The safe asset shortage problem is back. Actually, it never went away but drifted into the background as the symptoms of this problem--sluggish growth and low interest rates--became the norm. As the figure above shows, yields on government bonds considered safe assets have been steadily declining since the crisis broke out.
This problem is now manifesting itself in a new form: central banks tinkering with negative interest rates. Many view this development as the latest manifestation of central banks running amok. A more nuance read is that central banks are continuing to imperfectly respond to the safe asset shortage problem. The above figure indicates the downward march of global safe yields since 2008 is a global phenomenon. This decline has occurred outside of QE and prior to negative rates. It is a far bigger development than central banks playing with negative rates.
But many observers miss this point. They confuse the symptom--central bankers tinkering with negative interest rates--for the cause--the safe asset shortage. So I want to revisit the safe asset shortage problem in this post by reviewing what exactly it is, why it has persisted for so long, and what can be done to remedy it.
So what exactly is the safe asset shortage? It is the shortage of those assets that are highly liquid, expected to be stable in value, and used to facilitate exchange for institutional investors in the shadow banking system. They effectively function as money for institutional investors and include treasuries, agencies, commercial paper, and repos. During the crisis many of the privately issued safe assets disappeared erasing a large chunk of the shadow banking's money supply. This happened just as the demand for safe assets was increasing because of the panic. As recently shown by Caballero, Farhi, and Gourinchas (2016)
, if this excess demand for safe assets is big enough it will push down the natural interest rate below zero. Since the central bank cannot push its policy rate very far past 0%, an interest rate gap will emerge and cause output to fall below its potential. That seems to fit post-2008 fairly well. (HT Josh Hendrickson
This problem can be illustrated by using a standard supply and demand graph for safe assets, as seen in the two figures below. These graphs are fairly standard except for the second vertical axis which allows me to show that interest rates move inversely with bond prices. The first figure shows the supply and demand of safe asset pre-2008. Note that interest rates are near 5% which is roughly where treasury yields were during that time.
Now comes the crisis in 2008 and two changes occur, as seen in the next figure. First, the demand for safe assets rises given the fear and uncertainty during the panic. This shifts the demand curve to the right. Second, the the supply of safe assets is reduced as many of the private-label safe assets disappear. This pushes the supply curve to the left.
Given these developments, two rather striking results emerge. First, because of the zero lower bound (ZLB), interest rates remain too high. The ZLB, therefore, acts as price floor that prevents the market from clearing along the interest rate dimension. Second, the ZLB also means safe asset prices are too low. It creates a price ceiling that prevents the market from clearing along the bond price dimension.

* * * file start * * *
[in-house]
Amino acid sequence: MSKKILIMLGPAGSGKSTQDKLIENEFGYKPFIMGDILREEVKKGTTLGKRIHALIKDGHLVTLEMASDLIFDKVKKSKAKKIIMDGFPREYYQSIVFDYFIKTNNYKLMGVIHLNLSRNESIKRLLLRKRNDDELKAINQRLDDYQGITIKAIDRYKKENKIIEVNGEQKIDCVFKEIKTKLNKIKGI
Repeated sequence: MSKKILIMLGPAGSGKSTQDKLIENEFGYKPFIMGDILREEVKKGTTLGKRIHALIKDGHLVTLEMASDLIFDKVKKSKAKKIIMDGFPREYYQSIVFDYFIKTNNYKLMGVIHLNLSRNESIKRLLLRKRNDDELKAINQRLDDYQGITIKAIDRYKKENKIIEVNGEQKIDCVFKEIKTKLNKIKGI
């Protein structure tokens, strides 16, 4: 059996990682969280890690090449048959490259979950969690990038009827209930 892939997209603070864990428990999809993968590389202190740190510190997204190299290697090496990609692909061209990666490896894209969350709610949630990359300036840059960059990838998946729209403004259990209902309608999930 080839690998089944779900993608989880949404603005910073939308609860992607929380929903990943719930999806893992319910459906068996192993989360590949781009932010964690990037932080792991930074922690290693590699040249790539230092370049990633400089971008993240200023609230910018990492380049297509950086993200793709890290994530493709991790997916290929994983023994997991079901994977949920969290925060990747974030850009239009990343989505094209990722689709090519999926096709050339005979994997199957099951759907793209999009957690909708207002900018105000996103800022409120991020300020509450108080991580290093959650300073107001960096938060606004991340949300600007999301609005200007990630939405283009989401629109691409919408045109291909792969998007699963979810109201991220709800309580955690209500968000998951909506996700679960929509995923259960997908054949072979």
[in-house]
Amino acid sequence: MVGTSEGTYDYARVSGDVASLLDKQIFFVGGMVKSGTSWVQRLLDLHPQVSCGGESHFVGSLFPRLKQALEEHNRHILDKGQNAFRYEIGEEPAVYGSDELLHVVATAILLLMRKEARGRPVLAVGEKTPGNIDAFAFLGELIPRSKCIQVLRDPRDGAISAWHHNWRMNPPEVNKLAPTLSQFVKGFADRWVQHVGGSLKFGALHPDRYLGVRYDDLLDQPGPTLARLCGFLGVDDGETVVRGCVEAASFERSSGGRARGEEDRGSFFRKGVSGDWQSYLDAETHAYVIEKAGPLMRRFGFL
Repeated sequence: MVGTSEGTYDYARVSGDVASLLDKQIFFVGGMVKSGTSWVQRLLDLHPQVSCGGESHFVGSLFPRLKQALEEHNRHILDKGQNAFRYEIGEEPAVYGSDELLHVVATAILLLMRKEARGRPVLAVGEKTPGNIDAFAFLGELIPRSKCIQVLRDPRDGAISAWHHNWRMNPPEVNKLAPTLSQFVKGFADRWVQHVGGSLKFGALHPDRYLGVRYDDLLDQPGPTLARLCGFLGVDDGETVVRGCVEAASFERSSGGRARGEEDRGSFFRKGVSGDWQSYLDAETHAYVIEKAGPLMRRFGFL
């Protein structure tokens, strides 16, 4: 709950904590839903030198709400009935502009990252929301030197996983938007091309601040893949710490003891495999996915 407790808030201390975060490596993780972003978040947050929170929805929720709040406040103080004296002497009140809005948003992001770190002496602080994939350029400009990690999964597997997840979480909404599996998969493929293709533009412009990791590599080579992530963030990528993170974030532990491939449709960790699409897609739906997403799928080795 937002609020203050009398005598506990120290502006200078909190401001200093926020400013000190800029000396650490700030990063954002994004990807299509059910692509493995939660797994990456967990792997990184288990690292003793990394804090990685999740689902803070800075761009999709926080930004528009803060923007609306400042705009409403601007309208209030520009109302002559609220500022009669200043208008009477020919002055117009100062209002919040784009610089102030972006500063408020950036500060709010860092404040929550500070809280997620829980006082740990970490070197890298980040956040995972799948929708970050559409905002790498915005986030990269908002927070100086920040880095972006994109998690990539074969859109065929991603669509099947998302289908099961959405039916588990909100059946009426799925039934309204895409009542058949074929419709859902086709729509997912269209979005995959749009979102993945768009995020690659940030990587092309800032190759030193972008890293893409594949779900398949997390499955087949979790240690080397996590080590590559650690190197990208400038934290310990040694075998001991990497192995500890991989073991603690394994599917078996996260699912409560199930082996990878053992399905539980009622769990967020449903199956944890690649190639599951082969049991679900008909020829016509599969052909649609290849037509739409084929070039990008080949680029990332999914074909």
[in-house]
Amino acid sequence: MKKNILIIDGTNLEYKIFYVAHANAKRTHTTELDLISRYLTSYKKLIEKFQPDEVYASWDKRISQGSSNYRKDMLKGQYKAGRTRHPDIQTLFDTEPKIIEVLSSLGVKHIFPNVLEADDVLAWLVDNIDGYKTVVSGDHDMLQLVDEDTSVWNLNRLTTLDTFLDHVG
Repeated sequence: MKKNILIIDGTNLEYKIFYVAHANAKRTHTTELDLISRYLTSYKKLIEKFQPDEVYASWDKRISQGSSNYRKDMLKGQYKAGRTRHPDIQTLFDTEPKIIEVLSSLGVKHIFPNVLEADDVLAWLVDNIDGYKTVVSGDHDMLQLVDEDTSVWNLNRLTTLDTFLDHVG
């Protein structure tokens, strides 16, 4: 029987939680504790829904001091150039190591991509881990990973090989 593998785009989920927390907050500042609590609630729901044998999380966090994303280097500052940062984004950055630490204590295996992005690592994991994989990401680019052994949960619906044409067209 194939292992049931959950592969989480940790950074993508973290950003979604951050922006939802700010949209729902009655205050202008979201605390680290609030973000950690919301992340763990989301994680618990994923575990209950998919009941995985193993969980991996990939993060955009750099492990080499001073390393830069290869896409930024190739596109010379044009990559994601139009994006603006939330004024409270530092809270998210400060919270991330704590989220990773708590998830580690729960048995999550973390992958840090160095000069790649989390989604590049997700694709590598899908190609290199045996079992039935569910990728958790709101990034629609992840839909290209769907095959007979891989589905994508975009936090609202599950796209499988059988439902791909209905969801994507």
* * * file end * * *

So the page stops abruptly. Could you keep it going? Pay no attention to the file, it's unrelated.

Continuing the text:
This implies treasury prices have been too low since the crisis!
Sometimes I am asked how can there be a safe asset shortage? Shouldn't safe asset prices simply adjust upward to meet the increase demand for them? The above analysis shows why this cannot happen with the ZLB. The safe asset market has been constrained by the ZLB and prevented from working its market-clearing magic.
Why has this problem persisted for so long? Why are safe assets yields still so low? I am not entirely sure. I suspect the demand for safe assets has remained elevated given the ongoing spate of bad news shocks since the crisis: Eurozone crisis, China concerns, fiscal cliff talks, 2016 recessions fears, etc. Also, some of the new banking and finance regulations is probably suppressing the growth of private-label safe assets. That is has taken this long, though, is a bit puzzling.
So what are the solutions to safe asset shortage problem? One solution is for the government to issue more safe assets. That the 10-year U.S. treasury is now 1.73% seven years after the crisis suggest there is still strong appetite for treasury securities. This is the solution proposed by folks like Stephen Williamson and Paul Krugman. Another solution is for policymakers to 'shock and awe' the public into believing a robust recovery is coming and thereby decrease their demand for safe assets. QE was supposed to do this but was not that effective. Scott Sumner and Michael Woodford's call for NGDP level targeting would also fall under this option. The final option is that policy makers could try to work past the ZLB via negative interest rates. Under this option policymakers would help the safe asset market clear by pushing interest rates and prices to their market-clearing levels.
As noted by Narayana Kocherlakota
, the difficulty of doing the first two options seems to be making negative interest rates the default option. I am not convinced it will be very effective given how it is being implemented (very different than Miles Kimball's
suggested approach). But it is a response--a groping in the dark by central bankers--to the deeper safe asset shortage problem. And that is something we all need to better understand.